The two obviously knew their baseball, and the customer was picking out cards of obscure '90s Cubs -- think Manny Alexander, Tyler Houston, etc. -- and sharing stories of his trips to Wrigley and Sox Park, like the time he got hit with an Ozzie Guillen foul ball and the night he almost got into a fight with one of Cliff Floyd's relatives.
When you put all of it together, you get what is definitely in the running as my all-time best Discount Box Experience.
Penny cards and great conversation? And did I mention penny cards? I mean: penny cards. PENNY CARDS. And GOOD penny cards. Penny cards of minor leaguers like Terry Mulholland (who was perpetually 40 years old, from the looks of it) and Dave Roberts during his brief stay in the Tigers' organization.
I can say it over and over again -- PENNY CARDS, PENNY CARDS, PENNY CARDS -- but it's been three days since this happened, and I still don't quite believe it.
Penny box oddballs: yup, that's a thing (apparently).
One of my favorite sets of the '90s is 1999 Fleer Tradition, and this guy had scores of these rare red-foiled Warning Track parallels in his penny boxes.
What's more, the Hollandsworth and Beltran are both mini-collection hits for me, which reminds me...
...holy hell did my themes take a pounding at this table.
The mid-to-late '90s is the unquestioned king of mini-collection production: I'd say nearly half of my themed cards in total come from the era, if I had to guess.
And yet, all told, I still scored probably around 100 new ones from these penny boxes, only a tiny fraction of which are seen in this nine-pocket page here.
Many of my favorite guys played during the late '90s, which means that collecting them is both a blessing and a curse.
A blessing because they have a lot of cards to chase, and a curse because OH MY GOD do they have a lot of cards to chase. As is the dilemma of a late '90s player collector, I'll tell you.
That's why these boxes were such a gift from the heavens: I could've easily gone the rest of my collecting life without finding cards like that Pacific Mark Grace or the Darryl Kile silver signature parallel, yet here they were for a penny.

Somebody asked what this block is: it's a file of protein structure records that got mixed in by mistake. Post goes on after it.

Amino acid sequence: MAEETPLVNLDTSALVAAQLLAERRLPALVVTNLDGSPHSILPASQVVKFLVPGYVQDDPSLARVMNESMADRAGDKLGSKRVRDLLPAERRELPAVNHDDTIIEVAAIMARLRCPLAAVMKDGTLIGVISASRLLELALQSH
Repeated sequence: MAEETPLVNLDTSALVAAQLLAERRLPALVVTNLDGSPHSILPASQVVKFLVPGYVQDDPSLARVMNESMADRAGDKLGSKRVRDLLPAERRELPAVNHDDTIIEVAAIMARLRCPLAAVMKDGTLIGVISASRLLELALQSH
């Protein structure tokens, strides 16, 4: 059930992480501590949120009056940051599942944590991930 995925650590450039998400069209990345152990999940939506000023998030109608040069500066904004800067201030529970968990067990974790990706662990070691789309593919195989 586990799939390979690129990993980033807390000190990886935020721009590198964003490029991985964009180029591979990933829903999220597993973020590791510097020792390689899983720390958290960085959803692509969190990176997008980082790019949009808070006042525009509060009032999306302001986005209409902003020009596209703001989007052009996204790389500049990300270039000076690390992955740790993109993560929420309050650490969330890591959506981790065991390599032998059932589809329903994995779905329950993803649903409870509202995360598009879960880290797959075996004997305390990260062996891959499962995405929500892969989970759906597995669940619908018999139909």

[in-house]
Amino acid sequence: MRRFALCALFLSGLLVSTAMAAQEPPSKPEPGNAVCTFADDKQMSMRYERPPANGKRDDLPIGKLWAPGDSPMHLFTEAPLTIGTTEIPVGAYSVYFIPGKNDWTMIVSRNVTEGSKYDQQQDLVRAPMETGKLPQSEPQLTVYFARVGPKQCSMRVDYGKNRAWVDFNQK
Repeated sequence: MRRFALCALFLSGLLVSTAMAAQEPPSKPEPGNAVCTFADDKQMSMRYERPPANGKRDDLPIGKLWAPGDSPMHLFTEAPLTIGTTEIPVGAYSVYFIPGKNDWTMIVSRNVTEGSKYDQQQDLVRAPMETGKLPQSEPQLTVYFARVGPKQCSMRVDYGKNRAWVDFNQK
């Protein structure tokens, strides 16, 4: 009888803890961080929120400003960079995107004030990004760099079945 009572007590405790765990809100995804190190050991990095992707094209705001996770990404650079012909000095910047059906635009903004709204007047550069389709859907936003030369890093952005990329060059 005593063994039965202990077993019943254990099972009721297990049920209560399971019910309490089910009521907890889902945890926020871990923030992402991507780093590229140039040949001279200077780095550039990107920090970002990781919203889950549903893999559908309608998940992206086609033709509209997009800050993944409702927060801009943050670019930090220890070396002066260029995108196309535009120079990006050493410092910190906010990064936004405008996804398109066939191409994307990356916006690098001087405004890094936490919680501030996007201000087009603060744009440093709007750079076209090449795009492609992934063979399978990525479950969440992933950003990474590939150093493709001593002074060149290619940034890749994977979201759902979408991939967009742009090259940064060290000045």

Even with the aforementioned frustrations of late '90s player collecting -- and apparently because I'm crazy -- I recently decided to add a couple more guys from the era into my binders with Lima Time and Shooter here.
Seriously, does it get any better than a Rod Beck card for a copper Lincoln?
Believe me, I could go on for hours and hours and hours about how much I loved digging through all those penny cards, but then this blog post would just about turn into a personal memoir.
So many sets I rarely see, so many players I rarely see, so much joy I rarely experience: and yet here all of it was at one of the very last tables at my local flea market...for a gosh darn penny a piece.
Seriously: here's what my purchase pile (if you can call it that) looked like after all was said and done.
That's a grand total of 540 cards right there, and they all became mine for five bucks. I'm no math major, but that's less than a penny per card! Anything and everything made it in there: cards for my binders, frankenset hits, and yes, quite a few goodies to send out to fellow bloggers.
Funny thing is, even an hour and over half-a-thousand cards later, I still didn't get through everything the guy had on display. That's how much he had. He told me he'd be back at the flea market a few more times throughout the rest of the summer and, needless to say, here's hoping I can catch him another Sunday in the near future.
When you're done reading this post, do me a favor and wake me up from this dream I'm apparently living.